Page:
Chips that are made under Motorola's MXC architecture will contain a microprocessor for processing Internet data and applications, a digital signal processor for managing cell phone calls and communications, and an integrated security engine, the company said Wednesday. Typically, these functions are handled by independent chips.
Besides cutting costs, integrating chips reduces the overall volume and size of phones, because there are fewer parts. Ideally, phones also could get to market quicker, because designers wouldn't have to worry about as many pieces.
Rivals Texas Instruments andintegrated processors for the cell phone market, but Motorola has improved on the theme by more cleanly separating the computing functions from the communications functions, said Alan Leibovitch, an analyst at IDC. In other integrated chips, the "computing" core is often enlisted to assist the digital signal processor, he said.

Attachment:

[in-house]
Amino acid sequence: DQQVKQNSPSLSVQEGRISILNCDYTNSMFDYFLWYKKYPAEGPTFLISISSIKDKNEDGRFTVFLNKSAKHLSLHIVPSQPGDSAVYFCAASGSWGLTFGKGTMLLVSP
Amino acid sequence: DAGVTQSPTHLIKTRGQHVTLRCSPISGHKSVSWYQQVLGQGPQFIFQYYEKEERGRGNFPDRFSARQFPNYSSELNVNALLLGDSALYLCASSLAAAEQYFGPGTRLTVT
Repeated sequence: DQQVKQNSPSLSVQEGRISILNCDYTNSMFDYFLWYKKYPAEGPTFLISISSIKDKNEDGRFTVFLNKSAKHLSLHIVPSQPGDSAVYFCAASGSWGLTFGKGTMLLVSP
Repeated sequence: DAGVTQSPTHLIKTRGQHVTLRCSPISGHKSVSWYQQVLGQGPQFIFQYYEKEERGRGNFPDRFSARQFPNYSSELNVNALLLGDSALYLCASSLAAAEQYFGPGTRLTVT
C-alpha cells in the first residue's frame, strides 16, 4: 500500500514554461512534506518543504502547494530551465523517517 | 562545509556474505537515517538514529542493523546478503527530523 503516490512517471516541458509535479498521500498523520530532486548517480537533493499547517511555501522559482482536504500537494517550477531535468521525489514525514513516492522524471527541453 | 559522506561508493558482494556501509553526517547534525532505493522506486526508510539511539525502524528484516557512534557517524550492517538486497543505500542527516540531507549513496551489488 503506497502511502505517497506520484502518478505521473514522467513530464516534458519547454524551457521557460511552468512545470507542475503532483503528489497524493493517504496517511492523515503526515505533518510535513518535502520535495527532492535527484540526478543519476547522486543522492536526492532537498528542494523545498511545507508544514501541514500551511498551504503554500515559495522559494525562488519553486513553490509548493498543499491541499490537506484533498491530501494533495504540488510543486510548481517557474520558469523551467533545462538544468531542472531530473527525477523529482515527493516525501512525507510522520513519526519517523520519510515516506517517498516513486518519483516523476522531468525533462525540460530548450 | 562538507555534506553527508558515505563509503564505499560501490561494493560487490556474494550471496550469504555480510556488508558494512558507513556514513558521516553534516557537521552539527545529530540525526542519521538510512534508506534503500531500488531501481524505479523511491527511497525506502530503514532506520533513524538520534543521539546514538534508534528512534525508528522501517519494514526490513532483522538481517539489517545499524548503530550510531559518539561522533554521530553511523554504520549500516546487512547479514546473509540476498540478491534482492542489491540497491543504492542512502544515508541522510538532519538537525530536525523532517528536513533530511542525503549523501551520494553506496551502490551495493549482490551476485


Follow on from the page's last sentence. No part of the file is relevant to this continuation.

"It is very similar to the Intel approach, but it will have a little more performance and some more features," he said. "The key here is that you have smart phone functionality at the shape, cost and size of a regular phone."
The first chips that embody the MXC architecture will appear in sample quantities in the second half of 2004.
Earlier in the day, Motorola announced that it will include audio- and video-streamingon its Linux-based phones in 2004.